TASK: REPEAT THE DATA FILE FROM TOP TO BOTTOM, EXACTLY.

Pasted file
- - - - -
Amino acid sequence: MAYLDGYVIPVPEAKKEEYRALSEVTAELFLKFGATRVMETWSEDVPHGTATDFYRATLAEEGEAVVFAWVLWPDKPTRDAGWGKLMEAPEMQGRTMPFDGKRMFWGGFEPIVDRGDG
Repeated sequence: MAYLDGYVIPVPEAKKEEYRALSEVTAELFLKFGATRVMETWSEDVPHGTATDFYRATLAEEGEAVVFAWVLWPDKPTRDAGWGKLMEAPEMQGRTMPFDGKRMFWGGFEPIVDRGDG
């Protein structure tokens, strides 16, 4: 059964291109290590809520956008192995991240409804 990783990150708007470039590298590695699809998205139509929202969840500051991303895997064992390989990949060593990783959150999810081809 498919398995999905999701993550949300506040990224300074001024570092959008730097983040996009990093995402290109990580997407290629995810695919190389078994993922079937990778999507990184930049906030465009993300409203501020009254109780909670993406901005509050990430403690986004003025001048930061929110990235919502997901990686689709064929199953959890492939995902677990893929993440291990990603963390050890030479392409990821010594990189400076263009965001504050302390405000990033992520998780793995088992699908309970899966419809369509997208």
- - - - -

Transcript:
Amino acid sequence: MAYLDGYVIPVPEAKKEEYRALSEVTAELFLKFGATRVMETWSEDVPHGTATDFYRATLAEEGEAVVFAWVLWPDKPTRDAGWGKLMEAPEMQGRTMPFDGKRMFWGGFEPIVDRGDG
Repeated sequence: MAYLDGYVIPVPEAKKEEYRALSEVTAELFLKFGATRVMETWSEDVPHGTATDFYRATLAEEGEAVVFAWVLWPDKPTRDAGWGKLMEAPEMQGRTMPFDGKRMFWGGFEPIVDRGDG
């Protein structure tokens, strides 16, 4: 059964291109290590809520956008192995991240409804 990783990150708007470039590298590695699809998205139509929202969840500051991303895997064992390989990949060593990783959150999810081809 498919398995999905999701993550949300506040990224300074001024570092959008730097983040996009990093995402290109990580997407290629995810695919190389078994993922079937990778999507990184930049906030465009993300409203501020009254109780909670993406901005509050990430403690986004003025001048930061929110990235919502997901990686689709064929199953959890492939995902677990893929993440291990990603963390050890030479392409990821010594990189400076263009965001504050302390405000990033992520998780793995088992699908309970899966419809369509997208």